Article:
The Depot Farm

  (Corfu, New York)
Growing good food, Naturally!
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Planting Update

  Just to update everyone on progress in the fields. The first and second plantings of our spring crops are in and growing. The soil is still too cool to start beans or corn but we are making progress as areas dry up to where we can work the soil and add crops. The rain has been tough, an area dries out and then it rains all over again and it turns to muck.

  The plants in the greenhouse are looking fantastic; not leggy or spindly, nice and green and healthy looking. While the brassicas have already been transplanted outdoors, warm weather crops like tomatoes and peppers will stay indoors where they are protected until warmer weather arrives.

  The markets open on the 17th; we expect to be there with spring lettuce mix, spinach, radishes and kale. Asparagus and chives should round out our offering for the first week. A little light in selection but still a welcome fresh treat. Our CSA members are still on schedule for their first pickup on June 1st. 

  This week promises to be warmer and drier, so we have much to get done. The fence is strung and in place; row covers protect the early crops from possible frosts and have helped in shedding the excess rain so the plants haven't gotten soggy and stressed. While still having a lot of plantings to start in the greenhouse, the better part of this week will be spent in the fields. Flat seeding will get done in the early morning while it is cool then we move outdoors to continue planting. I guess that's about it for now, but we hope to see you in a couple of weeks at the market.

 
 

Not So Early Start

  It seems spring is trying to get here, but 1 day of 50's then back to snow showers and rain in the 30's make it look like it is taking it's slow, sweet time getting here. Normally we would have already planted early lettuce, radish, spinach and the first peas of the season, but it looks to be a couple weeks late this year. The weekend forecast is for 60's, so we will try to plant some in the areas we prepared last fall; much of the ground is still too wet and cold to do anything with.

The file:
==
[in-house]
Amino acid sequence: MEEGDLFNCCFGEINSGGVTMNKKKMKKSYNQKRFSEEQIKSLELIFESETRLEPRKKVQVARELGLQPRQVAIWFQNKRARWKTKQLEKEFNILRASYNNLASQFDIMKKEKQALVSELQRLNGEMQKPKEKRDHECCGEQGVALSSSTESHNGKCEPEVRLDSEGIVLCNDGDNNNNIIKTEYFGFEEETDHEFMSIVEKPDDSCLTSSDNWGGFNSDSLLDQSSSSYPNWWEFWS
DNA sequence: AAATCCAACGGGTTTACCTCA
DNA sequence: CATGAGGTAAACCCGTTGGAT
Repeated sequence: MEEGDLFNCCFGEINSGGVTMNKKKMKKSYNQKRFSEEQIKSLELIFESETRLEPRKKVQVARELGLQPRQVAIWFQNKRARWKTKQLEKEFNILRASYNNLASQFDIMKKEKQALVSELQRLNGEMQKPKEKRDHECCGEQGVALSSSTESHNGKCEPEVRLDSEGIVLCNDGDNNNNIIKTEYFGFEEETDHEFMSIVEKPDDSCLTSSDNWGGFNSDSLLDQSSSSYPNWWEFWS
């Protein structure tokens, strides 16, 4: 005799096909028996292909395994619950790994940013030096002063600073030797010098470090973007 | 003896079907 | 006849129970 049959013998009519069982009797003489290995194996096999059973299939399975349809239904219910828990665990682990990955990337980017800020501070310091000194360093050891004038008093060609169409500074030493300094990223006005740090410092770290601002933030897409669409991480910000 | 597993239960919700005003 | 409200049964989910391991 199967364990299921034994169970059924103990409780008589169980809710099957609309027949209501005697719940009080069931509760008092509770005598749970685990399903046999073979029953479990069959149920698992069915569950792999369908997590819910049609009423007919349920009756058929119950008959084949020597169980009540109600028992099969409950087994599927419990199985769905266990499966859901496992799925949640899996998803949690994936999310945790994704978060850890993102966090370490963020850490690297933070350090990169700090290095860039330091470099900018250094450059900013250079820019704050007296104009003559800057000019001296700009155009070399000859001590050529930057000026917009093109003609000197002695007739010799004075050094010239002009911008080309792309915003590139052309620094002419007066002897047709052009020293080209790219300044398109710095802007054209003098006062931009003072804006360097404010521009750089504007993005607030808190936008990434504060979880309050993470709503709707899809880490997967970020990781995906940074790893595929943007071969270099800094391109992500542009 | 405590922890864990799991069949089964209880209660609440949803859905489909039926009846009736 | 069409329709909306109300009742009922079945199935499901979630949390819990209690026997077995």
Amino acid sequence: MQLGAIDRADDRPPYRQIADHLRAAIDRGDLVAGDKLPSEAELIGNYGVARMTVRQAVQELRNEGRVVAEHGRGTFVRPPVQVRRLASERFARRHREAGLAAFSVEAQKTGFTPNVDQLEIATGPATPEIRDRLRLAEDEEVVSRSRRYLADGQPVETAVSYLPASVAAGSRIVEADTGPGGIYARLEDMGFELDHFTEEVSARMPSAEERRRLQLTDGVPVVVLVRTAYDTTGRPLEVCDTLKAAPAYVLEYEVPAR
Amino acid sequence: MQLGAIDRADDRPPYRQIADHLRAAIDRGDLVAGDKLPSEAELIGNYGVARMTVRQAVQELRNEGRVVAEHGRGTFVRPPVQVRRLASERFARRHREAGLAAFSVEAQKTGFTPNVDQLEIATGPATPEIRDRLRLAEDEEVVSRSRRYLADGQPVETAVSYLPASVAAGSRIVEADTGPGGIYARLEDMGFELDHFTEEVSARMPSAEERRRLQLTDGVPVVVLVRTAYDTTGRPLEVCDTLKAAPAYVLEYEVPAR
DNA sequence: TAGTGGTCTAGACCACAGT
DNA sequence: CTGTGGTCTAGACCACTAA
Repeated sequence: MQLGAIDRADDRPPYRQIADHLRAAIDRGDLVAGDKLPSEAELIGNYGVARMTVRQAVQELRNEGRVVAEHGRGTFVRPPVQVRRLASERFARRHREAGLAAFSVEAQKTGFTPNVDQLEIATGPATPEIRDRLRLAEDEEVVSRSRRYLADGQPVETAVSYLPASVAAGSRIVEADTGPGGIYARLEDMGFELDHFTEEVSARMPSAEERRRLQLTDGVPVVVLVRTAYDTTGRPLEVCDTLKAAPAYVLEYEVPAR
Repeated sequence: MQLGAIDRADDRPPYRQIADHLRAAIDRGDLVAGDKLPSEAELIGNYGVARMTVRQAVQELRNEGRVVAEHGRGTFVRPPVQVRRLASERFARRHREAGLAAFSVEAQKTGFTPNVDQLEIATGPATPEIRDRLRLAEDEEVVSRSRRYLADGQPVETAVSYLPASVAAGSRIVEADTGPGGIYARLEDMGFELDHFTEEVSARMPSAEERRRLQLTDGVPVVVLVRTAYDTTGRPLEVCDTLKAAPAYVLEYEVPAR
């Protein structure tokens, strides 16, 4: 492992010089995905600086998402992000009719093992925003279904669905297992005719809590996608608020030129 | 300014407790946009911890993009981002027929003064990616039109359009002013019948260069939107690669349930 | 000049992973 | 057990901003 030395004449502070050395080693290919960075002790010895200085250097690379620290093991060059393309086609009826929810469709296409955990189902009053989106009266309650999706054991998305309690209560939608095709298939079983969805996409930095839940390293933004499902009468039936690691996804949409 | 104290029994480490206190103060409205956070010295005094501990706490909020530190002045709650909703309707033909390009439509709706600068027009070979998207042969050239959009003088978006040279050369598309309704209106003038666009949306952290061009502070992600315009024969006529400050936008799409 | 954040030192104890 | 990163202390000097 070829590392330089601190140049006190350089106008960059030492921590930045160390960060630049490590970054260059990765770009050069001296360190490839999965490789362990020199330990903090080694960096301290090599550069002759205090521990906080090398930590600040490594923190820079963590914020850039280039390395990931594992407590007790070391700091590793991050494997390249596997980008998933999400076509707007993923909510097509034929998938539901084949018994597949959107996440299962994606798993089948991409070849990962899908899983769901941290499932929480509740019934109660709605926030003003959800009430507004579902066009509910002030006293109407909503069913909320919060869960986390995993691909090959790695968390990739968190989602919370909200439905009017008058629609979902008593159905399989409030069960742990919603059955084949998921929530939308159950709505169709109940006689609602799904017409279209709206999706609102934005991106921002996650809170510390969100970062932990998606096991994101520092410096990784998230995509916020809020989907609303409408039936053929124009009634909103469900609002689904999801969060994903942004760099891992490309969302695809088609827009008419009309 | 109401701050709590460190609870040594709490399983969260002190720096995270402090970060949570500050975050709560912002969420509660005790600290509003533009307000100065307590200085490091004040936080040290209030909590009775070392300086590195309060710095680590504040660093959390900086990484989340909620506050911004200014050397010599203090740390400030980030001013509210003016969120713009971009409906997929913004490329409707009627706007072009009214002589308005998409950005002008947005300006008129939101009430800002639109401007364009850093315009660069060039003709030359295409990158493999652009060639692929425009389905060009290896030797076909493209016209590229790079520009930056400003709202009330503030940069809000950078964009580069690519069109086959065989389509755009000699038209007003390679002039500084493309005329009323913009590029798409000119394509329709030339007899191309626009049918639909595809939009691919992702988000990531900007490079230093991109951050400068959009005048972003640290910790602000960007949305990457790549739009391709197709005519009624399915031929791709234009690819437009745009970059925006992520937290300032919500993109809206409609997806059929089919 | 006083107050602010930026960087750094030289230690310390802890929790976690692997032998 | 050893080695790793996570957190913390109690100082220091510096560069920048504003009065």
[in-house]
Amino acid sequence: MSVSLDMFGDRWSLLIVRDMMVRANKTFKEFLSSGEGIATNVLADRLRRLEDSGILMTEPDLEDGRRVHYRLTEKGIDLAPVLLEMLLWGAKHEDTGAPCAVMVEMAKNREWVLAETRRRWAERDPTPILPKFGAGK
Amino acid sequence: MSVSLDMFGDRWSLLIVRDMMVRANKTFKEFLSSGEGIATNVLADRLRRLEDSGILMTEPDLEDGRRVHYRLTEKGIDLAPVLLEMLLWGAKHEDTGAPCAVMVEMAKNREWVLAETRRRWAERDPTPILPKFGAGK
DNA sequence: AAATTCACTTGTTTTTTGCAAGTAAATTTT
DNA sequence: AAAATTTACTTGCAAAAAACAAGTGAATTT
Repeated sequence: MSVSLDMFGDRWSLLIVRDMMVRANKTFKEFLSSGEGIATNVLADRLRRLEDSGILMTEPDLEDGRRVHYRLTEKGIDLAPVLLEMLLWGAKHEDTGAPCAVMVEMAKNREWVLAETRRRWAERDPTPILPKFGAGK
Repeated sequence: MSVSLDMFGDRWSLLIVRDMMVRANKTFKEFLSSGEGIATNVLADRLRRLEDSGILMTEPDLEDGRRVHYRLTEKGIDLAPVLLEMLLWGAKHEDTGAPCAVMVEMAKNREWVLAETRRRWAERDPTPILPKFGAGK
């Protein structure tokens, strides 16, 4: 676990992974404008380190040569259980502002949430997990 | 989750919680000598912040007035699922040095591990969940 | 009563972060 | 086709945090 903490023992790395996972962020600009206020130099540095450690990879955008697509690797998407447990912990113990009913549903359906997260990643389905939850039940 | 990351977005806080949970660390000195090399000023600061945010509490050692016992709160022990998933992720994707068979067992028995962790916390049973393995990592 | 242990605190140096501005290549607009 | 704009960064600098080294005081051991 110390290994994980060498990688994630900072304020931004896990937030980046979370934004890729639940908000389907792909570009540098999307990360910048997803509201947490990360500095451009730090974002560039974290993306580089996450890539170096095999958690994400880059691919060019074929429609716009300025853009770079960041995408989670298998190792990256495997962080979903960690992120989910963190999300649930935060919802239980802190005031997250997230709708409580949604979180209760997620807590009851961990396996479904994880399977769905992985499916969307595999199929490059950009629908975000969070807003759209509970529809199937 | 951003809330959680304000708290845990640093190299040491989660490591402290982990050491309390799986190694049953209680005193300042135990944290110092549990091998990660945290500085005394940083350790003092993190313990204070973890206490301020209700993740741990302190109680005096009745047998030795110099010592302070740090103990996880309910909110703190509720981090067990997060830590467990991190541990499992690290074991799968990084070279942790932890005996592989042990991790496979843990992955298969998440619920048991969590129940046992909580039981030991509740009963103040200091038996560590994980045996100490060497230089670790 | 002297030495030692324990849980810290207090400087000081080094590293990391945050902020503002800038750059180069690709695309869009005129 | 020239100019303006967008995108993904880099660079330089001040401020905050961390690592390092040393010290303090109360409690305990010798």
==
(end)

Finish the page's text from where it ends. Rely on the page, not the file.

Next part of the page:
Indoors, the seed starting is going full bore, we starting 2nd plantings of brassicas, late onions, head lettuce and some later peppers and eggplant. The first plantings are growing great, not too leggy, and I just gave them a boost of nitrogen by watering with diluted fish emulsion.

  While I am getting the itch to be growing and planting outdoors, I will patiently bide my time. I know that in a few short weeks I'll be complaining about the heat or rain! I can't wait!

 
 

Timing is Everything

  Many times we face feast or famine when we plant crops. With proper planning you don't have to eat broccoli for 2 weeks straight because all your plants were ready all at once. With a CSA and retail sales at the farmers markets, we need to spread out each harvested crop over a long period of time in order to maintain a variety of selection. Planting or starting plants every 10 days works to ensure a continuous supply over a period of time. 

  We estimate our amount of each planting by taking the number of shares x 2 weeks harvest per planting. We then add 10% for seed/plant failure and then multiply by 25%. This covers any pest damage or crop failure while still giving enough production for surplus. By replanting every 10 days we have a new crop ready to pick when the last one is finishing up. If one planting is lost to weather or bugs, the subsequent planting are usually not. Conditions and weather are always changing and you increase the odds of success.

  On a smaller scale for the home gardener, you can still use this timing plan to extend your harvest of certain crops. For example: if you want to harvest 1 broccoli per week for 8 weeks, instead of planting 20 plants at the same time, start 3 plants every 10 days to spread their mature harvest over a longer period. Later plantings can be used to replace early lettuce, pac choi, or spinach in the garden saving space and re-using the area. This system works well with all but a few "day length" sensitive plants (like peas). It will help you gain a larger variety of fresh food to eat over a longer period without the waste or over supply!


 
 
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